It's not an easy time to be Walmart. First, economic worries are hanging heaviest on lower-income shoppers, its core audience. Next, there's a growing sense among those shoppers that Walmart's "Everyday Low Price" positioning is eroding, and that there are better deals in dollar stores, supermarkets, and even at Target.
For now, shopping at Walmart is cheaper than Target, one of its primary rivals. A just-released pricing study from Kantar Retail shows the Bentonville, Ark.-based chain has regained its edge, with a basket price 1.2% below Target's. But for shoppers using Target's REDcard to purchase items in the basket, the price would have beaten Walmart by 4%. (Previous Kantar research has shown that 14% of Target shoppers do sign up for the card, in order to get the 5% discount.)
"Looking ahead, Walmart's EDLP strategy appears set to intensify," writes Leon Nicholas, SVP/insights for Kantar Retail, and a contributor to the study. "Management's direction indicates that Walmart is aggressively working to advance its lower price position."
Demographics play a major role, Kantar says, with 26% of up-market ($85K+) Walmart shoppers now cruising the Target aisles more often -- higher than at any other single retailer, it says.
Of course, Target is not Walmart's only headache. A recent report from WSL/Strategic Retail shows that dollar stores, supermarkets, and other mass merchants are all more appealing to bargain hunters, and that 86% of the Walmart shoppers it surveyed no longer believe that Walmart has the lowest prices. Walmart's most frequent shoppers "agree that dollar stores have lower prices than Walmart, more national brands than they used to carry, are nicer to shop, and are more accepted by everyone as they are now mainstream."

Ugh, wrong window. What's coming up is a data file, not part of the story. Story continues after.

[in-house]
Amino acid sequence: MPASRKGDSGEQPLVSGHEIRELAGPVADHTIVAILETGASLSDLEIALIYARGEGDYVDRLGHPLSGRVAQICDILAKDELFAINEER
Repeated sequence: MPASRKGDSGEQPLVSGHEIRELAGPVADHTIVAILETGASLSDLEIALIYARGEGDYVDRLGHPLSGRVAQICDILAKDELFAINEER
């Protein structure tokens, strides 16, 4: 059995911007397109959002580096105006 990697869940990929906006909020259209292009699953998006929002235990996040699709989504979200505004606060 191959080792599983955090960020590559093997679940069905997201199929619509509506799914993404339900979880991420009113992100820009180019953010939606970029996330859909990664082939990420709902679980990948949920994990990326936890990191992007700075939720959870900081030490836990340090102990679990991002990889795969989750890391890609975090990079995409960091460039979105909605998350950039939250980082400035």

The study also confirms that the economy is weighing more heavily on those in the Walmart demographic, with 82% of its shoppers saying they haven't seen any improvement in their financial situation in the past year; 70% don't expect their finances to get better next year. "The economic downturn, credit crunch and higher gas prices, among other factors, squeezed the discretionary spending out of the wallets of Walmart shoppers," it notes.
Earlier this summer, an analysis from Blueocean found that Walmart was losing sales precisely because of that continued economic uncertainty. Walmart's high engagement shoppers, its most valuable customers, are reportedly making the most significant cuts in Walmart trip frequency.
Walmart recently released its second-quarter results, which included a bigger-than-expected decline in its U.S. sales. On a same-store basis, sales in its U.S. Walmart stores fell 0.9%, when observers had been expecting a decline of just 0.6%. At the time, Walmart executives cited concerns about the economic pressure on its customers. "With this volatility," it says, "it is as important as ever to deliver on Walmart's one-stop shopping promise for broad assortment and everyday low prices."